In the eyes of a support that have seemed strangely cool about his filling the void created by the shock departure of Brendan Rodgers, he is duty bound to deliver the club’s third straight treble but too familiar and unglamorous for them to want him elevated from interim to permanent manager.
For Lennon’s own part, he is devoting his every effort to meet the most exacting demands, while being careful to exhibit a detachment so as not to have anyone accuse him of piggy-backing on the work of Rodgers and the squad he inherited from him.
Lennon’s position feels invidious in some sense since whatever he does it may not be enough to see him remain in charge for next season.
Yet it is hardly as if he has turned up for the curtain calls. An eighth straight league title may have been approaching the rubber-stamping stage when he took over six weeks ago, but he arrived just in time for a Scottish Cup tie that, arguably, was a more arduous assignment than any of the previous 24 cup encounters that Rodgers successfully helmed the club for. Easter Road was the ground at which Celtic’s failure rate was highest in Scotland in the Rodgers era.
Yet, Lennon recoils at the suggestion that if he were to lead the team to Scottish Cup semi-final victory over Aberdeen tomorrow and then prevail in the final this triumph would belong to him. “I don’t know. I wouldn’t see it that way,” he said sheepishly.
It perhaps isn’t fully appreciated how awkward it is for Lennon to be, essentially, auditioning for a job as others such as Roberto Martinez, Andreas Villas Boas and Rafael Benitez are being floated as more lustrous possible candidate.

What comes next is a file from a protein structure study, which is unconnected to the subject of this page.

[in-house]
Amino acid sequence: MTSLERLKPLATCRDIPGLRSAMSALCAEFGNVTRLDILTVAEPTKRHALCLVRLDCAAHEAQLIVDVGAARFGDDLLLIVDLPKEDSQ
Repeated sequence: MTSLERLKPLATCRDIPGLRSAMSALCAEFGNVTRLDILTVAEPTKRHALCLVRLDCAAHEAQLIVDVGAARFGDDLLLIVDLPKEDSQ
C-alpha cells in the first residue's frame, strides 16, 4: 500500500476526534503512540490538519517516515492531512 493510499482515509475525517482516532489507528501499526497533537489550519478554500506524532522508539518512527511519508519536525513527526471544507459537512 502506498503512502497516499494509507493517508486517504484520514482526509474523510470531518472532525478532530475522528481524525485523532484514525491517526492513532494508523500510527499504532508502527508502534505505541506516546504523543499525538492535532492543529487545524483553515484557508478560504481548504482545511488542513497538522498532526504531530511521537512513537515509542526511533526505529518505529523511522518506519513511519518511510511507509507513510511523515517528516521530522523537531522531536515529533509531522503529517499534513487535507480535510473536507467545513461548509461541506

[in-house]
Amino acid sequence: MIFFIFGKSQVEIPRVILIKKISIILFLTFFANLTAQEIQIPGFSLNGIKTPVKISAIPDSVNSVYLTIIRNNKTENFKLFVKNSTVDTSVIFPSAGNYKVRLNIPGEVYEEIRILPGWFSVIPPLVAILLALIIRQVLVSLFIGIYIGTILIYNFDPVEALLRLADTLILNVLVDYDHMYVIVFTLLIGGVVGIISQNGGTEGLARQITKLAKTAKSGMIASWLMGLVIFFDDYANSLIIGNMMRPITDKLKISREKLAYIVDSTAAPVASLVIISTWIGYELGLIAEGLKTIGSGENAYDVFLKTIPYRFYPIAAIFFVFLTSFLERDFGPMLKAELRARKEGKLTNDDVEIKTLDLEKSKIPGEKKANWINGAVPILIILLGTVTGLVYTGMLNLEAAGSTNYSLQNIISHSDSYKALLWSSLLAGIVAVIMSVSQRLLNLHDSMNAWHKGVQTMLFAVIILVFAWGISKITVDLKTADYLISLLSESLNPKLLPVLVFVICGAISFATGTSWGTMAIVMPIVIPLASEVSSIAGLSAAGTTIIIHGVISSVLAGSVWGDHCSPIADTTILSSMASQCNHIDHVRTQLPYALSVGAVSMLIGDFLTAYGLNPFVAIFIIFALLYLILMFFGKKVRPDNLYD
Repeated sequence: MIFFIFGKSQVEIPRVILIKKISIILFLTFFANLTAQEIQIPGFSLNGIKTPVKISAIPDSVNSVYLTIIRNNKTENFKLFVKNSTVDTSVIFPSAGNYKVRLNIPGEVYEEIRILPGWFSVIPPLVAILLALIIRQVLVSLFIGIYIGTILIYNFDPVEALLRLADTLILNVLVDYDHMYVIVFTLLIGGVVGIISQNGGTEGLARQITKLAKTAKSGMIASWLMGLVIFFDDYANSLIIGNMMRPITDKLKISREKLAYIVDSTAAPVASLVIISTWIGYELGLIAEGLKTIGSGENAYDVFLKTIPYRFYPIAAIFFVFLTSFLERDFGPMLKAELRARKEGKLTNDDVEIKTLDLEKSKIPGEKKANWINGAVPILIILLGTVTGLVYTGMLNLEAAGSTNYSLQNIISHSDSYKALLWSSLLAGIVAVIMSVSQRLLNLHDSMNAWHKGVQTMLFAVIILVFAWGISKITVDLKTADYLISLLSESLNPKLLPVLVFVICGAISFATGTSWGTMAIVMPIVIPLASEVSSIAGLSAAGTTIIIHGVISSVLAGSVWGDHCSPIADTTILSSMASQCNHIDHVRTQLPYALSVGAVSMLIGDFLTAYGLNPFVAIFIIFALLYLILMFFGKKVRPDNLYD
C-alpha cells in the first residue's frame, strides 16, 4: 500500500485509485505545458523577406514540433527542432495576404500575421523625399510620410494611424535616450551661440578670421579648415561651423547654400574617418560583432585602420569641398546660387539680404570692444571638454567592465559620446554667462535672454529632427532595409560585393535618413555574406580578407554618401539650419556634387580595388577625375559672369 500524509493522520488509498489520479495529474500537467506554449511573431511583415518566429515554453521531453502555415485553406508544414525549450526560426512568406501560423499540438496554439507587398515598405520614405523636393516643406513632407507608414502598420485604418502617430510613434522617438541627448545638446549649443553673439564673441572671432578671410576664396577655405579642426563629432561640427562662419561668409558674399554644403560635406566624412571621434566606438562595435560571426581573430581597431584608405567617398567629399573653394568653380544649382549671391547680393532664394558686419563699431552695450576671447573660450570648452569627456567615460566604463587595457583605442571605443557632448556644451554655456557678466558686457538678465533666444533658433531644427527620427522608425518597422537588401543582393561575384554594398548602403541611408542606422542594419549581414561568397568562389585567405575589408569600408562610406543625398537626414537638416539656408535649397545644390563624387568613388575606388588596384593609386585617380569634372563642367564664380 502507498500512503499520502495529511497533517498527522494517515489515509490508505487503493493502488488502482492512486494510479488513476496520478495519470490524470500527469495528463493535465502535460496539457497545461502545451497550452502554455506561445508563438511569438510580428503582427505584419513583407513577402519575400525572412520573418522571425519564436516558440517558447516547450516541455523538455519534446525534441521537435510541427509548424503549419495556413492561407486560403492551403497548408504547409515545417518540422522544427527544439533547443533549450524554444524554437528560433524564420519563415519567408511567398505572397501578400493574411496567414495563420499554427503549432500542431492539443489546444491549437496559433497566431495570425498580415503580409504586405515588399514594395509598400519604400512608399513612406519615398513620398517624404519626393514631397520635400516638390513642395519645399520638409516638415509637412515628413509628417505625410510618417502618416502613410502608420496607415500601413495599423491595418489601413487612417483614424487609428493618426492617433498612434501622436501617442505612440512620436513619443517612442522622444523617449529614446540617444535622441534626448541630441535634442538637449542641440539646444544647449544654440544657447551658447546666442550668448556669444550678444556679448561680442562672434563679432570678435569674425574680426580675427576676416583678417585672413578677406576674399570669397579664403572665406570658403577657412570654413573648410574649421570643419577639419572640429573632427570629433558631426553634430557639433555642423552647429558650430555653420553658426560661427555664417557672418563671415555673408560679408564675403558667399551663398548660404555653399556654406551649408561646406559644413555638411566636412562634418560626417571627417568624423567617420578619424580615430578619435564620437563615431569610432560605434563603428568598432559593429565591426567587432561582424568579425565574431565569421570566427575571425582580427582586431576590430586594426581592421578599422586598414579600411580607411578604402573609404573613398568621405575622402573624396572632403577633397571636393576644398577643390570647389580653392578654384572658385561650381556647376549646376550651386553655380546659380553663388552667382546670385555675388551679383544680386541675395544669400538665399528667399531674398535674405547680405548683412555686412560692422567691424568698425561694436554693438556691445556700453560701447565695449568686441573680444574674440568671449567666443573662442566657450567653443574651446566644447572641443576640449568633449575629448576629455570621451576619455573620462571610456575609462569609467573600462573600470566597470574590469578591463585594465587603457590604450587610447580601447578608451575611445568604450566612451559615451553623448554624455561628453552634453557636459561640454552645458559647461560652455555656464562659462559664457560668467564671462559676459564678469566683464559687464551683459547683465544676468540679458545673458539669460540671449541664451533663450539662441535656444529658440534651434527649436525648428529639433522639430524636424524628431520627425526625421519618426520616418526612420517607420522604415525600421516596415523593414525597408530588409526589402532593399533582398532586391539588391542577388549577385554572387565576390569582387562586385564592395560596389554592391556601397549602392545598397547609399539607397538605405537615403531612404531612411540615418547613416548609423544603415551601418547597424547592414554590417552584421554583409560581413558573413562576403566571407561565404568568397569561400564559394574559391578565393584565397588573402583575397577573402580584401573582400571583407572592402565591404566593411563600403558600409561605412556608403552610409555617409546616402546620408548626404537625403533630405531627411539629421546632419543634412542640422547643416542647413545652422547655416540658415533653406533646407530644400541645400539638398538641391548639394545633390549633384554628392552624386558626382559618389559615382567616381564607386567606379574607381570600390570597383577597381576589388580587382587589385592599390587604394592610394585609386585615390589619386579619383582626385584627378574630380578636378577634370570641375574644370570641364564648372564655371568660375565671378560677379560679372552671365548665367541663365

“You can’t do anything about that,” the Irishman said. “It is just noise, you have got to dismiss it. It may well be that there might be some truth in it. It will be the club’s decision and they will make the decision they feel is best for the club going forward. My remit is to do the job now. We will see what happens after that.
“But two weeks ago, according to a lot of people, I had to beat Rangers in order to guarantee the job. Now I have got to win on Sunday to guarantee the job. It is just nonsense. I can’t do anything about speculation, conjecture, opinion, analysis”
Lennon doesn’t view the club having placed him in an unenviable position in not simply giving him the right to win the job by delivering another treble.
“No, not really,” he said. “We are looking too far ahead. I am just going to take it a game at a time and ignore all the conjecture and speculation. It is difficult. But you have to just blank it out. You have got to worry about what you can control and try and fathom what you can’t control. You can enjoy certain aspects of the job. I enjoy the wins. But other aspects of it... you can’t let it affect you too much. We are human beings and sometimes it is hard to ignore. But you have to ignore it because you can’t control it.
“I have no idea [what the management decision will come down to]. I don’t know. We are planning for next year, obviously. But I don’t want to talk about that until we get everything sorted out this season. That is another thing about football. You don’t get to enjoy the moment because people start talking about the next thing. That’s gone, let’s talk about next season, let’s talk about qualifiers. You have to stay in the here and now.”
Lennon was asked what he would do if he did not get the job. “Yeah, I will go on holiday.” He says “of course” he would cope if did not get the job on a full-time basis. “I don’t want to run away from the question, but I don’t know how I’ll feel one way or the other to tell you the truth. Obviously you think about it and all that kind of stuff, but you can’t dwell on it too long. I have a great relationship with [Celtic chief executive] Peter [Lawwell]. He knows the circumstances of this job as well. He is good to bounce ideas off, as is Dermot [Desmond, largest shareholder]. But there have been no assurances, no guarantees, no promises. I am comfortable with that.”